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Post-traumatic disorder (PTSD)

Posttraumatic stress disorder, which is commonly referred to as PTSD, is a mental health condition that occurs after a person has experienced one or more traumatic events

When a person experiences, witnesses, or learns about the types of trauma described in the previous paragraph, it is common to react with shock, fear, sadness, and similar feelings. Temporary responses such as these are normal, valid, and even healthy responses to trauma. If these types of reactions persist and become severe enough to impact your ability to function, you may be dealing with PTSD.

If you think that you or someone you care about is struggling with PTSD, please know that this condition responds to treatment. When you receive the right type and level of care, you can overcome the effects of posttraumatic stress disorder and regain control of your life. Dove International Mental Health Center, an inpatient PTSD treatment center in Karen, can provide you with the care you need to live the healthier life you deserve.

Understanding Anxiety Disorders

Examples of traumatic events that can precede the onset of PTSD include:

  • Physical abuse
  • Sexual assault
  • Acts of terrorism or combat
  • Automobile accidents and natural disasters
  • People can develop PTSD after being directly involved in a traumatic experience or after witnessing such an occurrence. PTSD can also develop after a person learns the details of a loved one’s traumatic experience.

Post-traumatic disorder (PTSD)

The signs and symptoms of posttraumatic stress disorder can vary from person to person. A broad range of factors can influence the nature and severity of a person’s PTSD signs and symptoms. In general, though, the following are among the more common signs and symptoms of PTSD:

  • Fighting, destroying property, and other violent actions
  • Changing how you act to avoid people or things that remind you of the trauma
  • Ending your participation in activities that were once important to you
  • Diminished energy levels
  • Persistent fatigue
  • Exaggerated startle response
  • Intrusive memories of the traumatic event
  • Persistent sense of danger or dread

Causes and Risk Factors

The one common element among all cases of posttraumatic stress disorder is the presence of a traumatic event. But the cause of PTSD is much more complex than this. Some people develop PTSD after one traumatic experience, while others endure multiple exposures to trauma prior to developing signs of PTSD. Most people who experience trauma will never develop PTSD. Experts have not identified one single cause for PTSD. As is the case with most mental health challenges, a person’s risk for PTSD can be influenced by a variety of factors, such as the following:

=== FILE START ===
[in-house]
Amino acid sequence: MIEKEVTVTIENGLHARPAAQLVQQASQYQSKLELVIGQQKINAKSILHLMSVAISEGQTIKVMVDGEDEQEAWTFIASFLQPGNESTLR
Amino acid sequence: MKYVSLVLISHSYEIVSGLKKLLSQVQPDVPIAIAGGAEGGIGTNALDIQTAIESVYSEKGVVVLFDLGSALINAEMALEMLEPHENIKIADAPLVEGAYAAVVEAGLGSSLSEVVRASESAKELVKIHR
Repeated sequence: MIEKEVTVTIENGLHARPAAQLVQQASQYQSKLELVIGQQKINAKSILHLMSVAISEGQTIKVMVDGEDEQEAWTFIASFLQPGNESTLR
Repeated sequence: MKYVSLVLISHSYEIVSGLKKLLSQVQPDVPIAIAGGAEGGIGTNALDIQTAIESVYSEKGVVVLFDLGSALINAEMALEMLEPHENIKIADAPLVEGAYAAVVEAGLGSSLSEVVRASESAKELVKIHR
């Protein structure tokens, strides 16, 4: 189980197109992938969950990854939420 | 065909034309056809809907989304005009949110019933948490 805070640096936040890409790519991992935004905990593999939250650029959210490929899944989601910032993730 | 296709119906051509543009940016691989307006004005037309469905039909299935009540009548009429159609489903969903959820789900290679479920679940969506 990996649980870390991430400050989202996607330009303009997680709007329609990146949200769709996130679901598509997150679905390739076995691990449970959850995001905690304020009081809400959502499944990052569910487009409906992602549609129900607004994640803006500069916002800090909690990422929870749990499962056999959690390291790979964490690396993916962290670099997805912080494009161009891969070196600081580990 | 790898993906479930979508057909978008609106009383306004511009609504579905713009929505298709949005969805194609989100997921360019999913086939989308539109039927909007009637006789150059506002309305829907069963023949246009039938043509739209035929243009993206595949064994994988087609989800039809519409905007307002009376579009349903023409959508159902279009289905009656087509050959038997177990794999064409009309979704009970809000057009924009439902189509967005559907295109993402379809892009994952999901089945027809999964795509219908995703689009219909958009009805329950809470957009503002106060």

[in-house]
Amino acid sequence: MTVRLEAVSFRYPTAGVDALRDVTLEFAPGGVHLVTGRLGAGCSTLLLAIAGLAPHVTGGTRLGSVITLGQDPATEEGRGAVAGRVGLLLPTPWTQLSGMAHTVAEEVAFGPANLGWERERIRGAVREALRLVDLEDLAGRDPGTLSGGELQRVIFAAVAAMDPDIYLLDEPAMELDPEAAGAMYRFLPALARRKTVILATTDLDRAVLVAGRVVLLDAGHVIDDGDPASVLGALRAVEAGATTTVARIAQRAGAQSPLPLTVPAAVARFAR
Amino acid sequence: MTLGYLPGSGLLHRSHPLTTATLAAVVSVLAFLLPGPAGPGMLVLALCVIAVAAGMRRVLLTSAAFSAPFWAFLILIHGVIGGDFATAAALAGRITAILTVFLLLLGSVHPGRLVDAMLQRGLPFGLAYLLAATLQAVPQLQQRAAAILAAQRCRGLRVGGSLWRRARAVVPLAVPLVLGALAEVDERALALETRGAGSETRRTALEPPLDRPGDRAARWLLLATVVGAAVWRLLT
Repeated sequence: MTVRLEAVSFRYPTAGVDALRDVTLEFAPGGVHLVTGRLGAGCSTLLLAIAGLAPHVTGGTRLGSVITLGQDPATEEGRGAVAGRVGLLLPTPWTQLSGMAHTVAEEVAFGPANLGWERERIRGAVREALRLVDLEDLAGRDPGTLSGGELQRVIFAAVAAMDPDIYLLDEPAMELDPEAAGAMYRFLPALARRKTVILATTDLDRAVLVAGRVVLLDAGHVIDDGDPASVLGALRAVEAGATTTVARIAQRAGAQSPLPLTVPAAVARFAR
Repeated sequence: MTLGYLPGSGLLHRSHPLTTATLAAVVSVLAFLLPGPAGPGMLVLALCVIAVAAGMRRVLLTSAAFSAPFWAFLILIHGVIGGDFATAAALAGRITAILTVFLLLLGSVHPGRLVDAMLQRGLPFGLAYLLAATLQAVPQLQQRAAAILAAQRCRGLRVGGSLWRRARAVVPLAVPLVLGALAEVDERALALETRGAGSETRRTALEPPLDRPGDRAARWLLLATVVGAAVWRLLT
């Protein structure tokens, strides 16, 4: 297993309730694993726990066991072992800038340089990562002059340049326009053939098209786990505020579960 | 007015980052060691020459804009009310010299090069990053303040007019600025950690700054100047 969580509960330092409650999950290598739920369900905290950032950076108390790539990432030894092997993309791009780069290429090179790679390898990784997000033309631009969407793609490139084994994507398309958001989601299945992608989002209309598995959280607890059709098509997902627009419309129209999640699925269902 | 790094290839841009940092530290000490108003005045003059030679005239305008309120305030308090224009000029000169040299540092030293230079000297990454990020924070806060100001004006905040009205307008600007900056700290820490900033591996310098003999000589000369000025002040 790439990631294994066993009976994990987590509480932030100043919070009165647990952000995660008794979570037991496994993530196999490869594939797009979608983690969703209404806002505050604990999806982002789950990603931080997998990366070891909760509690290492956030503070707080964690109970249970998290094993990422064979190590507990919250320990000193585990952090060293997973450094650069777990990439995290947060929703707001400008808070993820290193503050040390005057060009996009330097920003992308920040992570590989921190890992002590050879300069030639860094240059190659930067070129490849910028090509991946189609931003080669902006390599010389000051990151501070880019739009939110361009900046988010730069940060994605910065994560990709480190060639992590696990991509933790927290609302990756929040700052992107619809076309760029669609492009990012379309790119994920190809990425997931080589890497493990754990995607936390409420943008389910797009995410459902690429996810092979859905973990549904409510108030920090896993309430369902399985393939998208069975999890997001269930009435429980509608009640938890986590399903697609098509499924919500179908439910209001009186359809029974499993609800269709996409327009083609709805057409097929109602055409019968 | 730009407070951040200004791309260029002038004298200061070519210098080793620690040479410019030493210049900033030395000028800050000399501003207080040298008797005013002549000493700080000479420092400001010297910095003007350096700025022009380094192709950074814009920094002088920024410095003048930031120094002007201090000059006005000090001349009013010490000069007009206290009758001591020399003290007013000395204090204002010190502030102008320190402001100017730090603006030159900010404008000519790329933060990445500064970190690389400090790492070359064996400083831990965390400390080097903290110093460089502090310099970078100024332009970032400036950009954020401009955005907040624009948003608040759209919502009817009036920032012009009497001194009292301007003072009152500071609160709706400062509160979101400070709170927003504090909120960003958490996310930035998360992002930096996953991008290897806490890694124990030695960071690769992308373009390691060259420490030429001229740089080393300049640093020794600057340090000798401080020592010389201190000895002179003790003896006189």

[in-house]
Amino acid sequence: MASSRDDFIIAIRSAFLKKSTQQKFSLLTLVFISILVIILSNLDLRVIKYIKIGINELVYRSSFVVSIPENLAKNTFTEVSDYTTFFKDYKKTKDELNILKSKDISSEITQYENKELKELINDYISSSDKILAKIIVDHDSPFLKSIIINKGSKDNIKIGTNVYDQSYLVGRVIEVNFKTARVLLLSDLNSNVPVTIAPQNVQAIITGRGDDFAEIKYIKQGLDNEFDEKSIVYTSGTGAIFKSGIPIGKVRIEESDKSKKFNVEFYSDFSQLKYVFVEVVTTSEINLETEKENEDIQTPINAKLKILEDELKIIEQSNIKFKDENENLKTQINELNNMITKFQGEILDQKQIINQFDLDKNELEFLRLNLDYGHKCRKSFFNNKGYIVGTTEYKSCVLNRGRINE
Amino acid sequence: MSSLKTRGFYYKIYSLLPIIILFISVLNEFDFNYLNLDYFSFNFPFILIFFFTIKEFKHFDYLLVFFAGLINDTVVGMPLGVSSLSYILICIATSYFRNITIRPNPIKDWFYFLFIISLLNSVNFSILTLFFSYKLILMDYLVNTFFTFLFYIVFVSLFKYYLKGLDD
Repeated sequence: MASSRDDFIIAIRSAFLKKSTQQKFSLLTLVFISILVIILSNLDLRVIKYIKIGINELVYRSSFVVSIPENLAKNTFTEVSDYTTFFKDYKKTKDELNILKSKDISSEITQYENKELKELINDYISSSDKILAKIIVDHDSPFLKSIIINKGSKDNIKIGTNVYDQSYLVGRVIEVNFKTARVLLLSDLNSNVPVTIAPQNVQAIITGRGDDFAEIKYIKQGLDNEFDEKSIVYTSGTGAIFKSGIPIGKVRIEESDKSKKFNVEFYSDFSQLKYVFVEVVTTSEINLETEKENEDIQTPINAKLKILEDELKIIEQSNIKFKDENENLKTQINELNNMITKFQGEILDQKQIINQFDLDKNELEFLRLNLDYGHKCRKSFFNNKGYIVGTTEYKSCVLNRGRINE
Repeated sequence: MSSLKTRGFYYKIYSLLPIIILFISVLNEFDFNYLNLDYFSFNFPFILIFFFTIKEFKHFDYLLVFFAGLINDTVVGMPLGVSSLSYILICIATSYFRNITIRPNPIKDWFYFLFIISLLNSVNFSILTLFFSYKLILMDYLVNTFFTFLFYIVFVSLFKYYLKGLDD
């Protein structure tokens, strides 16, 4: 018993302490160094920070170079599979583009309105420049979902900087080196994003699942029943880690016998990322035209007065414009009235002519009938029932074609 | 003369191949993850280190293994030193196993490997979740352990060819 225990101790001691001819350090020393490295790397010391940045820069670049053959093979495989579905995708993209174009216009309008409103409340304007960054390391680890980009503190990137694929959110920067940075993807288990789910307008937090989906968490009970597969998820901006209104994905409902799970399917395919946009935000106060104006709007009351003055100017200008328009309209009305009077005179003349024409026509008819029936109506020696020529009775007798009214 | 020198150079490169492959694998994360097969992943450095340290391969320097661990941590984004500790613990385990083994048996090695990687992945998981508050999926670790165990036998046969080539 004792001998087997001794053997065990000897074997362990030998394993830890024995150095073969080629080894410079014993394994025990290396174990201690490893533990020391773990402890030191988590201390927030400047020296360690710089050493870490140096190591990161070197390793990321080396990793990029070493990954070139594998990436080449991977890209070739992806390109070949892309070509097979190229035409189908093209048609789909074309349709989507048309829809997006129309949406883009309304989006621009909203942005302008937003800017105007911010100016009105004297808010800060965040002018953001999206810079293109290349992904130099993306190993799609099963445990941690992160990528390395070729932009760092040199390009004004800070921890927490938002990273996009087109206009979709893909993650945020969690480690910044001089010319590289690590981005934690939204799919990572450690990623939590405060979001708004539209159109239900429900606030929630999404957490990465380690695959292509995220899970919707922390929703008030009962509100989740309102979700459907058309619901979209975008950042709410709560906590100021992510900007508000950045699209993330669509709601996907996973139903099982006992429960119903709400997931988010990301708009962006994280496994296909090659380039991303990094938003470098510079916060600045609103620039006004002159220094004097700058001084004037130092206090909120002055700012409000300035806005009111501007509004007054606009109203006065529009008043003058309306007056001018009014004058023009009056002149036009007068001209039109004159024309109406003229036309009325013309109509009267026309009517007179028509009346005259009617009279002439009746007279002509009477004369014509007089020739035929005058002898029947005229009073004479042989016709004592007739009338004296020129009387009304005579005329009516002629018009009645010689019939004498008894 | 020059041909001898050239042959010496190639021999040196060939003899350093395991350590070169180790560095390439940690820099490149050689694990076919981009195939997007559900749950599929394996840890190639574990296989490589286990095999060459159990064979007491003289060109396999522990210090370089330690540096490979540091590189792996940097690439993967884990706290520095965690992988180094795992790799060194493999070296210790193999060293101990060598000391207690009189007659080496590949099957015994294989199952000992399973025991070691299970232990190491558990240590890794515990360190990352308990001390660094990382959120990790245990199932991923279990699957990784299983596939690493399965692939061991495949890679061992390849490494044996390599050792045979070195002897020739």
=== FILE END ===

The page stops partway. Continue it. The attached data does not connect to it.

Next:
• Family history of mental illness
  • Previous struggles with other mental health disorders
  • Being a police officer, firefighter, emergency medical technician, military member, or member of another profession that is associated with increased exposure to trauma
  • Enduring ongoing trauma or multiple forms of trauma
  • Living in extreme poverty as a child
  • Lacking effective coping skills

Treatment Options

Fear of the unknown can cause people to delay getting treatment for posttraumatic stress disorder. The best way to overcome this obstacle is to learn what you can expect during your time in treatment for PTSD. At Chiromo Hospital Group, individuals who participate in PTSD treatment receive personalized care. This means that each person has a customized experience in our behavioral health hospital. However, certain elements and features are common among all who heal with us:

  • Admissions: Once you’ve decided to get treatment for PTSD, the last thing you want to do is become bogged down with paperwork. At Mount Carmel Behavioral Health, that won’t happen. Our admissions process is a streamlined experience that’s designed to get you into treatment as efficiently as possible. You can start the admissions process with a phone call.
  • Comprehensive assessment: In order to provide you with the most effective treatment for PTSD, it’s vital that your treatment team understands the full scope of your needs. Prior to receiving care, you’ll complete a thorough assessment. Information collected during this assessment will include the nature and severity of your PTSD signs and symptoms, the presence of any co-occurring disorders, your treatment history, and related matters that are important to your care.
  • Inpatient treatment: Our commitment to personalized care means that your time in our inpatient PTSD treatment center will be unique to you. In general, though, you can expect to participate in a variety of therapeutic approaches, heal within a safe and supportive treatment environment, work in close collaboration with compassionate professionals, and benefit from our unwavering commitment to dignity and respect.
  • Discharge planning: As you prepare to leave Dove International Mental Health Center, you’ll receive a detailed discharge plan that will guide your continued healing from PTSD. Your discharge plan will document the progress you made at our behavioral health hospital, note areas that may need continued focus, and identify the services and resources that can support you in the weeks and months ahead.


Self-care is an important part of maintaining your mental health after you’ve completed treatment for PTSD. During your time in treatment, you’ll learn about the value and necessity of self-care, and will develop habits to support your continued recovery.